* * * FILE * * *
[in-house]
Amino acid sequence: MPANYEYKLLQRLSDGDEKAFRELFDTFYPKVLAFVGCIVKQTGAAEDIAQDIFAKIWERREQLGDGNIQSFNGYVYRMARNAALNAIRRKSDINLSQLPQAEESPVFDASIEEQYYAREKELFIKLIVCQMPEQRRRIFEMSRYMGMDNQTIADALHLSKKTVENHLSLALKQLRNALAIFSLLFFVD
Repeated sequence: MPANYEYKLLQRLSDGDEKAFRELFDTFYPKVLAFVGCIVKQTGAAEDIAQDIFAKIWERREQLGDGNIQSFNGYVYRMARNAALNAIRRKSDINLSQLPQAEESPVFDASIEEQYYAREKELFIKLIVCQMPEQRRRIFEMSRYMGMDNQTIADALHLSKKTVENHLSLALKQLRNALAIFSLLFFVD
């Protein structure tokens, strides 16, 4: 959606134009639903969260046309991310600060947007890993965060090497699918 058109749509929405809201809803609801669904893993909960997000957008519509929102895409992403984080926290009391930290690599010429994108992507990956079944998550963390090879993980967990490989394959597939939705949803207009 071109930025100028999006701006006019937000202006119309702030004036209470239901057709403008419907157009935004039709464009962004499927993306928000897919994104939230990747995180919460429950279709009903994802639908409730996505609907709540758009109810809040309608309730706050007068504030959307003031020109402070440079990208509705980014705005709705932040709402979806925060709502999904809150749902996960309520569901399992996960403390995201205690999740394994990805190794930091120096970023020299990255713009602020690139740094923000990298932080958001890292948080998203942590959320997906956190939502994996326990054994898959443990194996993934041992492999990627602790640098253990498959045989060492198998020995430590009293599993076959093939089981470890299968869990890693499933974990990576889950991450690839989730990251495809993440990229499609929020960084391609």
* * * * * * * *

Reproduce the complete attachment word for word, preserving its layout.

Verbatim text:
[in-house]
Amino acid sequence: MPANYEYKLLQRLSDGDEKAFRELFDTFYPKVLAFVGCIVKQTGAAEDIAQDIFAKIWERREQLGDGNIQSFNGYVYRMARNAALNAIRRKSDINLSQLPQAEESPVFDASIEEQYYAREKELFIKLIVCQMPEQRRRIFEMSRYMGMDNQTIADALHLSKKTVENHLSLALKQLRNALAIFSLLFFVD
Repeated sequence: MPANYEYKLLQRLSDGDEKAFRELFDTFYPKVLAFVGCIVKQTGAAEDIAQDIFAKIWERREQLGDGNIQSFNGYVYRMARNAALNAIRRKSDINLSQLPQAEESPVFDASIEEQYYAREKELFIKLIVCQMPEQRRRIFEMSRYMGMDNQTIADALHLSKKTVENHLSLALKQLRNALAIFSLLFFVD
């Protein structure tokens, strides 16, 4: 959606134009639903969260046309991310600060947007890993965060090497699918 058109749509929405809201809803609801669904893993909960997000957008519509929102895409992403984080926290009391930290690599010429994108992507990956079944998550963390090879993980967990490989394959597939939705949803207009 071109930025100028999006701006006019937000202006119309702030004036209470239901057709403008419907157009935004039709464009962004499927993306928000897919994104939230990747995180919460429950279709009903994802639908409730996505609907709540758009109810809040309608309730706050007068504030959307003031020109402070440079990208509705980014705005709705932040709402979806925060709502999904809150749902996960309520569901399992996960403390995201205690999740394994990805190794930091120096970023020299990255713009602020690139740094923000990298932080958001890292948080998203942590959320997906956190939502994996326990054994898959443990194996993934041992492999990627602790640098253990498959045989060492198998020995430590009293599993076959093939089981470890299968869990890693499933974990990576889950991450690839989730990251495809993440990229499609929020960084391609």